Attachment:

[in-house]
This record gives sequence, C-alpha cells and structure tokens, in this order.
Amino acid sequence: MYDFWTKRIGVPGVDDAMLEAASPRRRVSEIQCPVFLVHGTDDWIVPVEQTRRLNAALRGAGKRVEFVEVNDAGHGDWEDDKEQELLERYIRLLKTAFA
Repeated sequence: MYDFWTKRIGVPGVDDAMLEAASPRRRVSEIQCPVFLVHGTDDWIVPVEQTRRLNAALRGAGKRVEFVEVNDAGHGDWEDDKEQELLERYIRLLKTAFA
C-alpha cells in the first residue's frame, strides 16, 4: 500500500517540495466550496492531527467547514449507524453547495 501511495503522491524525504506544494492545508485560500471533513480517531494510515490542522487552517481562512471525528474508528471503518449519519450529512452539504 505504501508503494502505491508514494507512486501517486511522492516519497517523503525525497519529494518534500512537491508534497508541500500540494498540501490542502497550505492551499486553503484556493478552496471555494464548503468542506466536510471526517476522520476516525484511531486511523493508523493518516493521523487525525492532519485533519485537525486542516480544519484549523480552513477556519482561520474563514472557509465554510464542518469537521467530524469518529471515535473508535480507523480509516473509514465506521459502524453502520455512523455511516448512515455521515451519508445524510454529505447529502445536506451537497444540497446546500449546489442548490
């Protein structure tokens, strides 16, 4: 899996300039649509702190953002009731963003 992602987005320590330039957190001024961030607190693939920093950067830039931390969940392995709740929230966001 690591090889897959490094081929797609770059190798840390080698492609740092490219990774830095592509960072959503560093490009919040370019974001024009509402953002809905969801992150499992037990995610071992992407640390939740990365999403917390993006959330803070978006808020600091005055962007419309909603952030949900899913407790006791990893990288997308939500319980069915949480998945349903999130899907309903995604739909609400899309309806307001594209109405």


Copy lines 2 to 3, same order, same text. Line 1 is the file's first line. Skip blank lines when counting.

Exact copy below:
This record gives sequence, C-alpha cells and structure tokens, in this order.
Amino acid sequence: MYDFWTKRIGVPGVDDAMLEAASPRRRVSEIQCPVFLVHGTDDWIVPVEQTRRLNAALRGAGKRVEFVEVNDAGHGDWEDDKEQELLERYIRLLKTAFA